By EVAN McLAUGHLIN
Tuesday, May 31, 2005 | A continued dispute over the city’s labor contracts has forced a special meeting Tuesday where the San Diego City Council will decide whether the labor agreements hammered out this month should be ratified or revised with additional language suggested by the city attorney.
The council tentatively approved contracts with four of the city’s five unions on May 17 after rejecting City Attorney Mike Aguirre’s alternative plan to include language to void benefits if they are found to be illegal, a move he says will protect the legality of the contract.
Aguirre believes that retirement benefits dating back to 1996 have been granted illegally. He wants either the courts or the City Council to declare them void, an action he estimates would knock off as much as half of the estimated $1.37 billion to $2 billion pension deficit.
If the council ratifies new labor contracts, it could make legal these benefits and kill his efforts to roll them back. He’s asking the council to include a provision in the new contracts that would allow the post-1996 benefits to be undone if they are determined to be illegal.
“What I’m proposing doesn’t require you to acknowledge or accept my point of view. What it does is it preserves that decision to be made on a later day,” Aguirre said.
At issue is the risk that the employee benefits dispersed under the new contracts could be deemed illegal and void under a conflict-of-interest law, as stated in an independent analysis by law firm Luce Forward Hamilton & Scripps. Aguirre pointed Friday to the Luce Forward report, which was made public Wednesday, and District Attorney Bonnie Dumanis’ case against former and current trustees of the SDCERS as causes of concern the council should be paying attention to when ratifying the labor agreements.
“This is something that you want to deal with today and not 25 years or 20 years from now when you’re in a retirement position,” Aguirre told city workers that attended the May 17 meeting. “What people have not told you is that when these benefits of hundreds of millions of dollars were granted, that not one penny was set aside to pay these benefits.”
Dumanis charged six pension board members who are also pension beneficiaries for agreeing to Manager’s Proposal 2 in 2002. Manager’s Proposal 2 was a pact between the City Council and the pension board that allowed the city to continue its pattern of underfunding the pension system while granting more benefits to union members.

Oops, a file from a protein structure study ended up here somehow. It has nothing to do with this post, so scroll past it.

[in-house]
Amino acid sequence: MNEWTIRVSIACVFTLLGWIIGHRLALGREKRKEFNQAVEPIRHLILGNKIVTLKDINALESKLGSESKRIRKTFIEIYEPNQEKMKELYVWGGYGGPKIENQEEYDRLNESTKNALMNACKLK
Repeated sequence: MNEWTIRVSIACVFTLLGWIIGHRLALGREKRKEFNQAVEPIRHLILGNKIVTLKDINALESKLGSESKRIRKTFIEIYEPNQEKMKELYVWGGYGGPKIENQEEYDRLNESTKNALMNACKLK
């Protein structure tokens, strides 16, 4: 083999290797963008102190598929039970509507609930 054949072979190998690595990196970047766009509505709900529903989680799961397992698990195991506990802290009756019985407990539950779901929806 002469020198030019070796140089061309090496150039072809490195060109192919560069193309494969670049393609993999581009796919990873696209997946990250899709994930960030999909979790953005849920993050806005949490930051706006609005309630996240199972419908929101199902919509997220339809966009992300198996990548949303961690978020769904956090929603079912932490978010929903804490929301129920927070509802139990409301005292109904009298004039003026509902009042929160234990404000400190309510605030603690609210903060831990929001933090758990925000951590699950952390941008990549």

A civil lawsuit was settled between former pension trustee Jim Gleason and the city to end the deal last year.
The council tentatively approved the contracts by a vote of 6-to-2. Only Council members Donna Frye and Brian Maienschein voted against the ordinance, and Councilman Ralph Inzuzna was absent from the vote.
Aguirre said that he will refuse to sign the contract if it is left as is because it does not include provisions that will void benefits granted to employees in the agreements if those benefits are found to be illegal. He said that his version will allow the savings from employees’ concessions made in negotiations to be used only for “legally created” benefits.
“I cannot sign off on and will not sign off on an ordinance that says that money that is going to be generated from your sacrifices will go to pay illegal benefits,” Aguirre said.
Council members, labor leaders and the city’s hired negotiator all shot down Aguirre’s suggestion, arguing that the benefits included in the package are legal until proven otherwise in a court of law, not when the city attorney says so.
“We are operating that they are law until a court of the proper jurisdiction tells us otherwise,” Councilman Michael Zucchet said. “I don’t think any of us have somehow weighed in on the fact whether these benefits are legal or illegal or otherwise.”
The city attorney’s proposed amendment to the salary ordinance won’t have a significant impact on the benefits, even if they are declared illegal, Zucchet said.
“If these benefits are found in court to be illegal by a court in the future … (Aguirre’s proposed language) seems to be redundant,” Zucchet said. “It’s an obvious case that, if a court invalidates these things, what flows from the invalidation flows and there’s nothing we can do about that whether we put in the language or not.”
Labor officials also raised objections over the new language, asserting that Aguirre will jump on the chance to litigate the issue, a process they warn will be costly and lengthy for the city.
“I say no because it’s not necessary; two, because it wasn’t the deal; and three, because it will be used by Mr. Aguirre in a way that will be more destructive to the city of San Diego, guaranteed,” said Ann Smith, an attorney for the Municipal Employees Association.
The council will consider finalizing the agreement Tuesday at 10 a.m. in the council chambers located at 202 C St.
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